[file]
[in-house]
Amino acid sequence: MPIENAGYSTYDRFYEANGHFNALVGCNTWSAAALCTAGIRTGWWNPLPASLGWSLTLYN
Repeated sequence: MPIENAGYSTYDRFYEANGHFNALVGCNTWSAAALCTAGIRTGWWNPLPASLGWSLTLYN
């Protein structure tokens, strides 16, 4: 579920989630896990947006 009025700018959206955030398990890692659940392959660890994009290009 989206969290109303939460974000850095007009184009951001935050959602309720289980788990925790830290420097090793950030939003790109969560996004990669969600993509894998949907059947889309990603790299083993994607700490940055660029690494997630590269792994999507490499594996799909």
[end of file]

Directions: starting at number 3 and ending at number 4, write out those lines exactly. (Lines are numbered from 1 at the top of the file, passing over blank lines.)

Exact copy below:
Repeated sequence: MPIENAGYSTYDRFYEANGHFNALVGCNTWSAAALCTAGIRTGWWNPLPASLGWSLTLYN
């Protein structure tokens, strides 16, 4: 579920989630896990947006 009025700018959206955030398990890692659940392959660890994009290009 989206969290109303939460974000850095007009184009951001935050959602309720289980788990925790830290420097090793950030939003790109969560996004990669969600993509894998949907059947889309990603790299083993994607700490940055660029690494997630590269792994999507490499594996799909």